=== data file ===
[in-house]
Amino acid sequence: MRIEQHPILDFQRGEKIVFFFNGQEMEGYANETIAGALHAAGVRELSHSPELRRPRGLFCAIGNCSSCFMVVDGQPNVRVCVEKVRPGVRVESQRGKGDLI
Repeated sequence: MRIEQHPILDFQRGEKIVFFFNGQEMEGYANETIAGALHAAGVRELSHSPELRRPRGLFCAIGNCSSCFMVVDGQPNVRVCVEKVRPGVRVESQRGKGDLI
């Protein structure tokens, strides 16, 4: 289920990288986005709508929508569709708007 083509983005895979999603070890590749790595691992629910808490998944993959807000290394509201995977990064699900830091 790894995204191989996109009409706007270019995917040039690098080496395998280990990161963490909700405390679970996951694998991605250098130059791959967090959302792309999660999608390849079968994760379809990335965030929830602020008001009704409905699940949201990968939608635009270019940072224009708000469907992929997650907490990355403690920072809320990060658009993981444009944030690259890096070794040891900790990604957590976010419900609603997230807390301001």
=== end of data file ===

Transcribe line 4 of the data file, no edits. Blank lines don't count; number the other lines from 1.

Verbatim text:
């Protein structure tokens, strides 16, 4: 289920990288986005709508929508569709708007 083509983005895979999603070890590749790595691992629910808490998944993959807000290394509201995977990064699900830091 790894995204191989996109009409706007270019995917040039690098080496395998280990990161963490909700405390679970996951694998991605250098130059791959967090959302792309999660999608390849079968994760379809990335965030929830602020008001009704409905699940949201990968939608635009270019940072224009708000469907992929997650907490990355403690920072809320990060658009993981444009944030690259890096070794040891900790990604957590976010419900609603997230807390301001």